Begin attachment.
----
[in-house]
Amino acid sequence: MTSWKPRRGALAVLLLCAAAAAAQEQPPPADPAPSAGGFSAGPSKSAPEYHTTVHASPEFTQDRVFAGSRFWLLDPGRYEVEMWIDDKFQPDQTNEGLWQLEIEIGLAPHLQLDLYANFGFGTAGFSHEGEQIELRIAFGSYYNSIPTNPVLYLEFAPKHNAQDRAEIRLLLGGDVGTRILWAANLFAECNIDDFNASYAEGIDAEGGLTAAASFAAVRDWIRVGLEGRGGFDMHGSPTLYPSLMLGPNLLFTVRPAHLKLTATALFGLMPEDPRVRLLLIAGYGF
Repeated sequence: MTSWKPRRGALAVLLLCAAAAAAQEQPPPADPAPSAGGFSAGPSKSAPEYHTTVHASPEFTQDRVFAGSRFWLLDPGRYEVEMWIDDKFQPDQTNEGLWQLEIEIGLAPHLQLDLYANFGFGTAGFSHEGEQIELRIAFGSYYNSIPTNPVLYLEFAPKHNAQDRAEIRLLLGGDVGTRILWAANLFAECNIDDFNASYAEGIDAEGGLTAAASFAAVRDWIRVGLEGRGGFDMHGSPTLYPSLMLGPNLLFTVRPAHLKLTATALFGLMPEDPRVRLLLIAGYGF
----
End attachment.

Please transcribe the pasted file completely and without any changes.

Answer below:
[in-house]
Amino acid sequence: MTSWKPRRGALAVLLLCAAAAAAQEQPPPADPAPSAGGFSAGPSKSAPEYHTTVHASPEFTQDRVFAGSRFWLLDPGRYEVEMWIDDKFQPDQTNEGLWQLEIEIGLAPHLQLDLYANFGFGTAGFSHEGEQIELRIAFGSYYNSIPTNPVLYLEFAPKHNAQDRAEIRLLLGGDVGTRILWAANLFAECNIDDFNASYAEGIDAEGGLTAAASFAAVRDWIRVGLEGRGGFDMHGSPTLYPSLMLGPNLLFTVRPAHLKLTATALFGLMPEDPRVRLLLIAGYGF
Repeated sequence: MTSWKPRRGALAVLLLCAAAAAAQEQPPPADPAPSAGGFSAGPSKSAPEYHTTVHASPEFTQDRVFAGSRFWLLDPGRYEVEMWIDDKFQPDQTNEGLWQLEIEIGLAPHLQLDLYANFGFGTAGFSHEGEQIELRIAFGSYYNSIPTNPVLYLEFAPKHNAQDRAEIRLLLGGDVGTRILWAANLFAECNIDDFNASYAEGIDAEGGLTAAASFAAVRDWIRVGLEGRGGFDMHGSPTLYPSLMLGPNLLFTVRPAHLKLTATALFGLMPEDPRVRLLLIAGYGF